When I entered the University of Ghana, Legon, in 1974, I found almost every studentâs room adorned with the picture of Ernesto Che Guevera, the Argentine Marxist revolutionary, with the inscription: âAluta Continuaâ (The struggle continues) which is in line with one of Cheâs philosophies: âThe revolution is not an apple that falls when it is ripe. You have to make it fallâ. The correct wording of this Portuguese phrase is not âAluta Continua, Victoria Acertaâ; it is rather: âA luta Continua, Vittoria e Certaâ- âThe struggle continues, victory is certainâ.
When I returned to the University again in 1979, the mood of the students had been whipped up by the June Four Movement (1979), and the likeable student leader was the âcharismaticâ guy who could rattle ârevolutionary rhetoricâ and âMarxian Logicâ. Students were more prepared to listen to such orators more than they were prepared to listen to others whose speeches could at best be described as humdrum, mundane or commonplace. The military leaders were being urged to âlet the blood flowâ, especially on anyone who was above forty years. The Revolution was not âfriendlyâ to Ghanaians above the age of forty. The average age of students at the tertiary level was around twenty three (23), and at this youthful age, anyone above forty was seen as an âoldâ or âelderlyâ person. These persons had ruined the country-socially, economically, and politically, and the wisest and noblest thing to do was to eliminate them. The age of the leader of the Revolution, Flight Lieutenant Jerry John Rawlings was thirty one, with some of the ruling clique aged between twenty six (26) and thirty (30), and being at the lowest rungs of the society-the dregs of society. They identified themselves with the âstruggling massesâ or the âlumpen proletariatâ- who had nothing to lose but their chains-and had no compassion on the rich and the successful- the âbourgoisieâ or the âeliteâ. There was so much impatience in the country that when Dr Hilla Limann promised to flood the markets with âessential commoditiesâÂ Â and he could not fulfill his promise after two and a half years in power, he was overthrown by Rawlings who had said in his handover of power to Limann that his government was on âprobationâ. President John Mahama, now fifty-four (54) in 2012 was only about twenty-one (21) when he entered the University of Ghana in 1980. He and his mates at that time were consumed of the fire of the ârevolutionariesâ, willy-nilly (i.e. whether one liked it or not). In a ârevolutionary zealâ, he filed his papers at the nick of time and contested the Junior Common Room (JCR) Vice-Presidency and won unopposed in one of the halls of the University, preparing him for the Studentsâ Representative Councilâs (SRC) Entertainment Secretary. At this point in time, while he was Vice-President, his room-mate, Yaw Boadu-Ayeboafo was the President of the hall.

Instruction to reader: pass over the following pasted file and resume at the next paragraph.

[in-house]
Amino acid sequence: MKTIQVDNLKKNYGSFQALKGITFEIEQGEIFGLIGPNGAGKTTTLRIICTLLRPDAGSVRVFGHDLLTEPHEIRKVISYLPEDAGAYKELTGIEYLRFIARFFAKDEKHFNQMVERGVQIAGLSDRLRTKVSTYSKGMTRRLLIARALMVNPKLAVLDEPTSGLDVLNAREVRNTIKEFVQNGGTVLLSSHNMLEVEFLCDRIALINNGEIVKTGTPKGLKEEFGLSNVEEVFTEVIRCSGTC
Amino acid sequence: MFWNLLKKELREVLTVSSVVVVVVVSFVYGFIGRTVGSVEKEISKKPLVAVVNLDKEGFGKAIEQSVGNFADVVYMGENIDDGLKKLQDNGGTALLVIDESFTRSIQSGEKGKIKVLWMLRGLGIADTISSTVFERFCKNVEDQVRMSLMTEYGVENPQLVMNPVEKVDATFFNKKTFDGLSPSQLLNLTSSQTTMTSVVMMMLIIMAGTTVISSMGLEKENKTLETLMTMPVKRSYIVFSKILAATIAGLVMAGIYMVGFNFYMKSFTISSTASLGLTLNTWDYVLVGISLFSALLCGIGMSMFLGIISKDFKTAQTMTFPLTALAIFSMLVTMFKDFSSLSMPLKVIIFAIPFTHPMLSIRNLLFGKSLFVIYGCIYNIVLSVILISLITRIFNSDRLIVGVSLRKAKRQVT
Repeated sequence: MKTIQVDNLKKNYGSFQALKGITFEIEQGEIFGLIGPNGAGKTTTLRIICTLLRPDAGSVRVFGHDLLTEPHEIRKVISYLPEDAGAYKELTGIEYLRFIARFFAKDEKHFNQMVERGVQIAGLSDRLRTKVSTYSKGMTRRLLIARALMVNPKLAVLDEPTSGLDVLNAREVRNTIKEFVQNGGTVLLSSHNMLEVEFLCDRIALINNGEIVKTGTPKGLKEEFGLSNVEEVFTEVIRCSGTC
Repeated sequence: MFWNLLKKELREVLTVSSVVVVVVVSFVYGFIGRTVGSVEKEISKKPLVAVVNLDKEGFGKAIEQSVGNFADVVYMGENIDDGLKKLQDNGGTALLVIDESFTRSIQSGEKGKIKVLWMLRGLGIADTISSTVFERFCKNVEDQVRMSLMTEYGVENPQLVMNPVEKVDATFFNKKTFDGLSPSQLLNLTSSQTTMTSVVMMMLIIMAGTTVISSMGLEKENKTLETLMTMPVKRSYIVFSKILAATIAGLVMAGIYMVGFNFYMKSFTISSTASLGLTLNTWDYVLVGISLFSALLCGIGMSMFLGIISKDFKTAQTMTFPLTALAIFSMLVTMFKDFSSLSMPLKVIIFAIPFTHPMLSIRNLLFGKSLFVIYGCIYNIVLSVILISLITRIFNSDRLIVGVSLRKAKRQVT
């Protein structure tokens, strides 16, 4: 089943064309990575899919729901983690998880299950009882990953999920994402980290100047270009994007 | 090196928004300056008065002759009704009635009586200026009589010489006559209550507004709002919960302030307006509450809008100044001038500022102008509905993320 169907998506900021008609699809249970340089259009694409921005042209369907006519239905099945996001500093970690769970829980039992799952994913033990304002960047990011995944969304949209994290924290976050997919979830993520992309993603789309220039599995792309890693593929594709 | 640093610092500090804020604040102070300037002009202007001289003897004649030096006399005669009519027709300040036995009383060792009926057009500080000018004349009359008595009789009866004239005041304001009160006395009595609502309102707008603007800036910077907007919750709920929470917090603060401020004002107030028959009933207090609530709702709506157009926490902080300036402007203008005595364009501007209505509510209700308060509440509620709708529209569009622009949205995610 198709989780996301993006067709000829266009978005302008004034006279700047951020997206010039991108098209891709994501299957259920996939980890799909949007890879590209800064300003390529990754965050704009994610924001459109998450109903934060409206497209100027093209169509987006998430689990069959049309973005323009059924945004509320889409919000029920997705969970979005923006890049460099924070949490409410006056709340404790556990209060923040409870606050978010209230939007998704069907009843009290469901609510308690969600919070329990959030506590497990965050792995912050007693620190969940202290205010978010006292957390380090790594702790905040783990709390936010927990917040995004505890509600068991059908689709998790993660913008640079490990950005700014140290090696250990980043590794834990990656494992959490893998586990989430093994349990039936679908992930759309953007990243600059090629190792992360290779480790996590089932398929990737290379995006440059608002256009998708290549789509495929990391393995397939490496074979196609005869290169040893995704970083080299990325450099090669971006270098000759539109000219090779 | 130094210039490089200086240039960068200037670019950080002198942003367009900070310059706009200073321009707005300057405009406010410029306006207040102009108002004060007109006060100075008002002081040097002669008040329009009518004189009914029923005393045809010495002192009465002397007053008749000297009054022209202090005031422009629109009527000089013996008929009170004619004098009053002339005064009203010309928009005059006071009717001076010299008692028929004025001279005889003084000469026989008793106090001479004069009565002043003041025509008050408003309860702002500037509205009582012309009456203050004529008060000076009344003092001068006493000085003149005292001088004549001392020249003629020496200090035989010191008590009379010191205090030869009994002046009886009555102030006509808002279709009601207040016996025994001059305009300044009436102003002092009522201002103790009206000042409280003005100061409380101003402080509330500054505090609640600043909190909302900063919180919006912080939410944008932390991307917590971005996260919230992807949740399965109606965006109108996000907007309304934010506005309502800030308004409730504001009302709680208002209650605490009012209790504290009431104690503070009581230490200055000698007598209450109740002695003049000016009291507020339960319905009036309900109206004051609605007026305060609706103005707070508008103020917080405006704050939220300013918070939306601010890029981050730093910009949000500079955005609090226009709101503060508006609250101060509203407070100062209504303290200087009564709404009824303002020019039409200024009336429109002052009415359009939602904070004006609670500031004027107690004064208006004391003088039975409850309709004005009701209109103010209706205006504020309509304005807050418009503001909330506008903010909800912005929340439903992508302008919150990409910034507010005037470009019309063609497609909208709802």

By Africanus Owusu-Ansah Â